Breathing—it’s something we all do, in fact we take on average 23,040 breaths a day but when it comes to understanding the transformative benefits, how conscious are we really?
While we know meditation and mindfulness help relax the body and mind and encourage a zen state, most techniques are gentle and focused on inducing relaxation. Whereas if you’re looking for a more energising, full body awakening experience, it might be time to try breathwork.
With Oprah Winfrey, Orlando Bloom, Tim Ferriss all fans of breathwork, it’s fast becoming the latest healing modality to hit the US and Australian wellness scene.
“Breathwork is a deep breathing technique where you take in more oxygen than normal in a circular way, eliminating the pause between breaths to charge up the body with extra life-force energy and to access the subconscious mind.”
“As a result of stress, we often don’t breathe deeply enough and as a result we don’t tend to fully feel and acknowledge what’s going on under the surface. So breathwork helps to dissolve the boundaries between conscious and subconscious, between mind and body and help us step into a more expanded experience of ourselves and our lives.”
“Breathwork has been happening for aeons of time, to evoke the same healing, shamanic, psychedelic and performance-enhancing reasons we do it today. But it was only in the 1960’s and 70’s that the practice gained popularity in the west through two main schools; Rebirthing and Holotropic Breathwork.
“There are two main types—Rebirthing and Holotropic Breathwork. Both have similar benefits but Holotropic Breathwork is considered an intense yang practice with emphasis on the out-breath and stimulating catharsis, whereas Rebirthing is more yin with focus on the in-breath, and the out-breath as a surrender and letting go.”
“Rebirthing also focuses more on clearing the initial traumas of a person’s birth. The idea being that whatever negative or scary things we experienced at birth, we have been unconsciously trying to resolve ever since.”
“Outside of the two there is also a range of breathing techniques like The Wim Hof Method, Buteyko and Circular Breathwork. Buteyko emphasises slow, nose-breathing and is proven by science to help asthma, whereas circular breathwork is faster open mouth breathing.”
“The Wim Hof Method has gained a lot of attention in recent years as the founder (Wim Hof) has achieved record-setting feats such as climbing Mount Everest in his underwear and swimming 66 metres underneath ice using his eponymous breathing method. His method is more focused on building physical endurance and performance, improving immune function and regulating blood chemistry and involves breathing and breath-holding exercises with ice baths.”
“Breathwork is like yoga in that it’s done to get into a meditative state however it’s a more active and dynamic journey, where emotions, physical sensation, visions, memories and insights are amplified before the meditative state is reached.”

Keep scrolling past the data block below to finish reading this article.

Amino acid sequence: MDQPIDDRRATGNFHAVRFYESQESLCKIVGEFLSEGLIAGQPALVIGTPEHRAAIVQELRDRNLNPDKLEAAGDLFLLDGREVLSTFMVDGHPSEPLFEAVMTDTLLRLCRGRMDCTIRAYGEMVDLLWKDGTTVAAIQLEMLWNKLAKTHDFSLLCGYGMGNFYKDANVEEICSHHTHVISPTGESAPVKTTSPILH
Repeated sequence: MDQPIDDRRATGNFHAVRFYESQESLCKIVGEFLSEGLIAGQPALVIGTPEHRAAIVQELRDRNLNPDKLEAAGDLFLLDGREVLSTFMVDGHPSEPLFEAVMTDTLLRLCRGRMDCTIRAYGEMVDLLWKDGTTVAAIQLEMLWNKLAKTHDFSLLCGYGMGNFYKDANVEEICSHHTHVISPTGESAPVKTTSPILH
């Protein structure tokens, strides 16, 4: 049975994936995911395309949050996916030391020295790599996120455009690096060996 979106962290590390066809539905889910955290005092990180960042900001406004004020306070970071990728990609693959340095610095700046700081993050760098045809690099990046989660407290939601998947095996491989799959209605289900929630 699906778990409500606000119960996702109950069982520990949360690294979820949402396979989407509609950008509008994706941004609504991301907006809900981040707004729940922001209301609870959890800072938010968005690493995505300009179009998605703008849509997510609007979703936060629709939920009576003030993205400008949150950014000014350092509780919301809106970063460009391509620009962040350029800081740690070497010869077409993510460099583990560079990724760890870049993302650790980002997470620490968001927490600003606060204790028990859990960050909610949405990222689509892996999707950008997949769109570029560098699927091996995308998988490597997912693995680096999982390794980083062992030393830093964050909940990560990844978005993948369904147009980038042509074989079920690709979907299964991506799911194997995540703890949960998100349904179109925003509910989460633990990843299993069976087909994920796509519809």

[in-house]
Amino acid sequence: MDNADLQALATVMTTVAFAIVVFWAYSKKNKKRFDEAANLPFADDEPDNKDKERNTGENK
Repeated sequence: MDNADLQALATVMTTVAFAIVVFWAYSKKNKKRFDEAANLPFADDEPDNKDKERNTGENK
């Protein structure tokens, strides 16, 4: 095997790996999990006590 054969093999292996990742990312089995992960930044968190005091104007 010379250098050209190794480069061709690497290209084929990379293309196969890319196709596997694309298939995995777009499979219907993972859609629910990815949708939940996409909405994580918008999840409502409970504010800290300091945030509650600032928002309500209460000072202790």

“Physically it focuses on pushing the body through the breath to have a more extreme experience than ordinary reality. Sound and movement is encouraged to help open the body and drop into an even deeper experience, so I often add tribal beats or sound healing to bring intensity and encourage moods and emotions to surface.”
“Aside from movement and sound, it also differs to meditation as it encourages people to fully feel their feelings and sensations and follow the thoughts and memories rather than letting them go immediately.”
“Breathwork can increase energy in the body, treat pain, anxiety, stress, trauma, depression, grief, fatigue and other mental and emotional ailments (such as self-esteem), helps boost creativity and allows people to feel more connected, loved, secure and supported.
“From a physical perspective, it helps releases tension or pain in the body and can leave you feeling deeply relaxed or buzzing with energy or higher vibrations. It also resets the autonomic nervous system, promotes the body’s natural healing functions and alkalises the blood (it’s one of the most detoxifying things you can do as 70 per cent of our toxins are naturally released through the breath).”
“Emotionally, it helps you embrace whatever emotions are there as often we censor our pleasure as well as our pain. This technique helps us to remain present no matter how turbulent, traumatic or exuberant our thoughts, feelings and experiences may be, so we can ride through the extremes in life and maintain our centre. “
“A group session begins with an introduction to breathwork, a Q&A and training on how to do it. We then begin with dancing or movement to create community and allow things to start to flow and rise to the surface, followed by a one-hour breathwork journey laying down to music with guided encouragement and empowering affirmations. Finally, we complete the session with some group sharing, reflection and integration time.”
“Every breathwork session allows you to see the power of the human spirit and our ability to overcome things, find forgiveness and acceptance and learn how to push through such crazy, unique and intense experiences. I’ve seen people turn their lives around by quitting smoking, drinking or drugs (sometimes just from one session!) or experience and overcome intense grief.”
“In some cases, I’ve seen people carry the grief from babies they lost 20 years ago or from being born into a house where a parent was grieving a loved one. In other cases, clients have witnessed an angel or an ancestor who had passed or they’ve even gone back to their birth and re-experienced their very first breath. They say once you have this experience your breathing and outlook improves completely in life.”